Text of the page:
Byline: Sidney Rutberg

NEW YORK — The Broadway Stores, which continues to struggle with heavy interest and mediocre operating results, is expected to show big bottom-line losses for 1994 and 1995.
According to factoring sources, Broadway anticipates reporting a $41 million loss for the year ended last January, up sharply from the $14 million loss previously expected. Sales for the year will total $2.1 billion.
Furthermore, Broadway has reportedly notified some factors that it projects a loss of $44 million in l995, on sales of $2.2 billion. The projected loss is primarily the result of higher interest rates, according to sources.
John C. Haeckel, executive vice president and chief financial officer, said in a telephone interview that Broadway will report results for 1994 next week “and it is premature to speculate now.” He declined to comment on the 1995 projections.
Despite the projections for continuing losses, factors continue to extend credit to Broadway Stores based on its availability of cash.
Said one factor, “Although Broadway is losing money and I have no idea if it will turn around, the company has been paying its bills promptly and in the near term it has enough available cash to continue to pay its bills.
However, another factoring executive said he was concerned about continuing losses at Broadway and on credit approvals was splitting the risk with the client.
On Tuesday, the Los Angeles-based retailer said it planned to slash capital expenditures in 1995 to $40 million after spending $110 million last year on remodeling more than 3.5 million square feet of space. The remodeling efforts included extensive redesign of three stores, in Northridge and Walnut Creek, Calif., and Las Vegas.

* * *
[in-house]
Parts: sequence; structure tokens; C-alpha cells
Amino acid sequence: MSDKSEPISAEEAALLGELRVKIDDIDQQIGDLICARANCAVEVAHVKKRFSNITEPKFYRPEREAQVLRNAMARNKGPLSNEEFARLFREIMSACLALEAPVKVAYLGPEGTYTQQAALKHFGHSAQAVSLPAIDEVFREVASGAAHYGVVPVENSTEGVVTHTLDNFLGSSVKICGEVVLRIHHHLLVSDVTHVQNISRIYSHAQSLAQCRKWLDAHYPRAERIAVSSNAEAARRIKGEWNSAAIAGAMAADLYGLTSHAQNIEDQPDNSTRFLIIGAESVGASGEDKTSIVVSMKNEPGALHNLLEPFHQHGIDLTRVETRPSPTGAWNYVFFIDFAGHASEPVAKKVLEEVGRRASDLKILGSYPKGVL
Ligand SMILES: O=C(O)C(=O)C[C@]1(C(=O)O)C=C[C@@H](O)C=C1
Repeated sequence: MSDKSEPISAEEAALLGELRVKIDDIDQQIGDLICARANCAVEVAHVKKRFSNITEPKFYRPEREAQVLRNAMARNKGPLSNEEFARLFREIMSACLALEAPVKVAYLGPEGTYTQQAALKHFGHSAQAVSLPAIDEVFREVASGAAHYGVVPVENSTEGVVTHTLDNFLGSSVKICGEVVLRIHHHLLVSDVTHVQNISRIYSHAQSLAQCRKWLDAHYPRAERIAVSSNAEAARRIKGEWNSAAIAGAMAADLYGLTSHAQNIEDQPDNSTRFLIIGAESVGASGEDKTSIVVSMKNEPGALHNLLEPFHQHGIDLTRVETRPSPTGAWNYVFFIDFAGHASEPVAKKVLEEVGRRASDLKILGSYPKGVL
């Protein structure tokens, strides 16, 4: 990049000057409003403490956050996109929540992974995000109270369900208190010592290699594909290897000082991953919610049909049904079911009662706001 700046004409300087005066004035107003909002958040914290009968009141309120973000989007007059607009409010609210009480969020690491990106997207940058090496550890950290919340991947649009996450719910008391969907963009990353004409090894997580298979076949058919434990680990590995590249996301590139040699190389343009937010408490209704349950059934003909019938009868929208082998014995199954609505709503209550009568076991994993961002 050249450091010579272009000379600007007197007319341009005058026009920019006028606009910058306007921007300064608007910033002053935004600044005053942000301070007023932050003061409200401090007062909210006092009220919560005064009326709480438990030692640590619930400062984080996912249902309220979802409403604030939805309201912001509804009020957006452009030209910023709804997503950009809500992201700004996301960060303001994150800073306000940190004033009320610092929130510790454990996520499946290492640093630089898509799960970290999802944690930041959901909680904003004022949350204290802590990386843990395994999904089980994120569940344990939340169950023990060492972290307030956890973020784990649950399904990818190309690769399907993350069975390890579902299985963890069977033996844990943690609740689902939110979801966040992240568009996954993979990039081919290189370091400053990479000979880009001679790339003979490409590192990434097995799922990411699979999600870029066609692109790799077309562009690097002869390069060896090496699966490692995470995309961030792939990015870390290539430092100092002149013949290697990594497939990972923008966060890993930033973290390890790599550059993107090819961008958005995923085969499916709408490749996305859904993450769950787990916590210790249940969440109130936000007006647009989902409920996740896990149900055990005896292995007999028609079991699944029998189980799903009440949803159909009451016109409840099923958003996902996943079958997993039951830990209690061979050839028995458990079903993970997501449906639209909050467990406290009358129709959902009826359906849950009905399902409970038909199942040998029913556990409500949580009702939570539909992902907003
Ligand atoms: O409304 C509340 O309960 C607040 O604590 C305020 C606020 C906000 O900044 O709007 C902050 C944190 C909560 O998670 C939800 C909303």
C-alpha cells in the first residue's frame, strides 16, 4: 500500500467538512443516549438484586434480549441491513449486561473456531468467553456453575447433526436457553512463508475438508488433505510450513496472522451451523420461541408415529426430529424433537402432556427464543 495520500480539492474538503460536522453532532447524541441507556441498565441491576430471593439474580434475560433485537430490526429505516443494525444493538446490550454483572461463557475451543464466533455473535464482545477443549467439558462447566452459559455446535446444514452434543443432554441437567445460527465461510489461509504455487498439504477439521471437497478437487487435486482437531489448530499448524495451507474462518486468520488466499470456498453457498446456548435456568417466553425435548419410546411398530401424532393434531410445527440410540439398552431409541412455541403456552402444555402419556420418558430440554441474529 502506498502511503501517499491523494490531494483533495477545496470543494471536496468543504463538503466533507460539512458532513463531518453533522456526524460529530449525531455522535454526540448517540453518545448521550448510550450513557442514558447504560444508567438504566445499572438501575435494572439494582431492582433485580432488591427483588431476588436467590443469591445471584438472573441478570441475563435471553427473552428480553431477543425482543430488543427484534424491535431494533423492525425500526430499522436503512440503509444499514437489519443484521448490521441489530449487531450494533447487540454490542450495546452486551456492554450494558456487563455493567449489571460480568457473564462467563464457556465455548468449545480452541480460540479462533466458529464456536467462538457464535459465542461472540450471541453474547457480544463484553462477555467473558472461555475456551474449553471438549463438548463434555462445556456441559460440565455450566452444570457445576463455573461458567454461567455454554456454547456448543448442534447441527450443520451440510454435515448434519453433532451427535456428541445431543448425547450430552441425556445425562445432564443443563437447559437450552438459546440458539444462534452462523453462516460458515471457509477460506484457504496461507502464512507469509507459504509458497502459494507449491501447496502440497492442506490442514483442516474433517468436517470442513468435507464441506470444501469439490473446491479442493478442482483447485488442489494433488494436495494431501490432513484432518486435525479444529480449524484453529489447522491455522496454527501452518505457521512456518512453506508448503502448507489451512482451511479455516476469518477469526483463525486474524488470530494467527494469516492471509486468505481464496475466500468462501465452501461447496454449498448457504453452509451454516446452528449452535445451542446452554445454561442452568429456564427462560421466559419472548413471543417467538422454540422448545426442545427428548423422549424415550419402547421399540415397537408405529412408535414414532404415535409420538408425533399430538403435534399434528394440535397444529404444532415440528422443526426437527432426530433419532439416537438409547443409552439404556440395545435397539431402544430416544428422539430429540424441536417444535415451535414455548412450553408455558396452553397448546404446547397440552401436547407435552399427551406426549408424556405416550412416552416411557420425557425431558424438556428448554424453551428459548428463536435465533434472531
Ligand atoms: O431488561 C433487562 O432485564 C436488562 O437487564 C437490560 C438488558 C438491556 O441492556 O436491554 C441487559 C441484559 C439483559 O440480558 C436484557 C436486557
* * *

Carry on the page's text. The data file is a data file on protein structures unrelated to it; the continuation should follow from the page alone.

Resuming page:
The company said the reduction will “allow the company time to assess the efficiency of its capital expenditure program.”
Haeckel characterized the reduction in capital expenditures as “a delay, not a cutback.”
One bond analyst, who requested anonymity, said the reduction in capital expenditures is “the right thing to do from the bondholders’ point of view, but the problem is, the stores still need lots of improvement and that takes money.”
About 90 percent of the chain’s business is in California, with just a few units in Arizona, Colorado and New Mexico. While other retailers in the state, including Penney’s, Sears, Mervyn’s and Macy’s West/Bullock’s, seem to be strengthening their positions, Broadway continues to struggle to find an identity. David Dworkin, president and chief executive, launched turnaround efforts about two years ago and recently said it’s a three-to-five-year job in total to overhaul the business enough to generate positive results.
Among his strategies: putting the chain on a more moderate and private label level and attempting to cater more to minorities and lower income groups.
Broadway Stores’ 6 1/4 percent convertible notes on Tuesday were being quoted at 62-64 cents on the dollar. About a month ago, the notes were quoted at 69-70 cents. The notes, with a face value of $144 million, were issued in 1993 and are convertible into Broadway Stores stock at $12.19 a share. The stock closed Tuesday at 5 1/2, down 1/8, on The New York Stock Exchange.
In connection with the cutback in capital expenditures, the company said it had “amended certain provisions of its working capital facility with its working capital lender.”
Haeckel said the amendments were “very simple, merely reducing the earnings requirement so that there will be no possibility of a violation of the loan agreement.”
Broadway stores has a $225 million working capital facility with General Electric Capital Corp. As of the end of October, the company had some $132 million available under the General Electric arrangement. — Fairchild News Service